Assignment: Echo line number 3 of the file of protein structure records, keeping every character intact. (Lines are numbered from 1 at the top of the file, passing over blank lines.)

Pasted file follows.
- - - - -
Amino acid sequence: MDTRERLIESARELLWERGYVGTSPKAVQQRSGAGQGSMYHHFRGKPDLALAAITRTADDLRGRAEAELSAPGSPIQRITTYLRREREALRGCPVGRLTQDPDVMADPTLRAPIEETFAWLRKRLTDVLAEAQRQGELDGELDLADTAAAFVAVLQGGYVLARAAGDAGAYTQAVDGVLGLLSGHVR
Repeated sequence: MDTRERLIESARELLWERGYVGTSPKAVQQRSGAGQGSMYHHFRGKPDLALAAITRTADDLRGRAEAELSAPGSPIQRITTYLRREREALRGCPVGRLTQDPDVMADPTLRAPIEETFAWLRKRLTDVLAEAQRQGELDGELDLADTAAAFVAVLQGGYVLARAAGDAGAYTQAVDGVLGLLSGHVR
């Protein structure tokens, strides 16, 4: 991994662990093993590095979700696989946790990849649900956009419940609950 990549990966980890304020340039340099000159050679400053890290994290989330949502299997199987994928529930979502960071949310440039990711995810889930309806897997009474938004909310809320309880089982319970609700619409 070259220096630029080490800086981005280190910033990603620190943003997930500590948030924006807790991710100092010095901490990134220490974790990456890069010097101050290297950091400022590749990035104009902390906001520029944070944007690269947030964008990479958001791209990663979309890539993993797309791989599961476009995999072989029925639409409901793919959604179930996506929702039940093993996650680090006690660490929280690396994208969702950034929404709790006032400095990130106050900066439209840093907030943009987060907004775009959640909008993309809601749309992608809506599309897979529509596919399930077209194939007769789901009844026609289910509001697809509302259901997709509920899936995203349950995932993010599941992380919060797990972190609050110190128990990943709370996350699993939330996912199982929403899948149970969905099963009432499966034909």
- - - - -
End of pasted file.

């Protein structure tokens, strides 16, 4: 991994662990093993590095979700696989946790990849649900956009419940609950 990549990966980890304020340039340099000159050679400053890290994290989330949502299997199987994928529930979502960071949310440039990711995810889930309806897997009474938004909310809320309880089982319970609700619409 070259220096630029080490800086981005280190910033990603620190943003997930500590948030924006807790991710100092010095901490990134220490974790990456890069010097101050290297950091400022590749990035104009902390906001520029944070944007690269947030964008990479958001791209990663979309890539993993797309791989599961476009995999072989029925639409409901793919959604179930996506929702039940093993996650680090006690660490929280690396994208969702950034929404709790006032400095990130106050900066439209840093907030943009987060907004775009959640909008993309809601749309992608809506599309897979529509596919399930077209194939007769789901009844026609289910509001697809509302259901997709509920899936995203349950995932993010599941992380919060797990972190609050110190128990990943709370996350699993939330996912199982929403899948149970969905099963009432499966034909």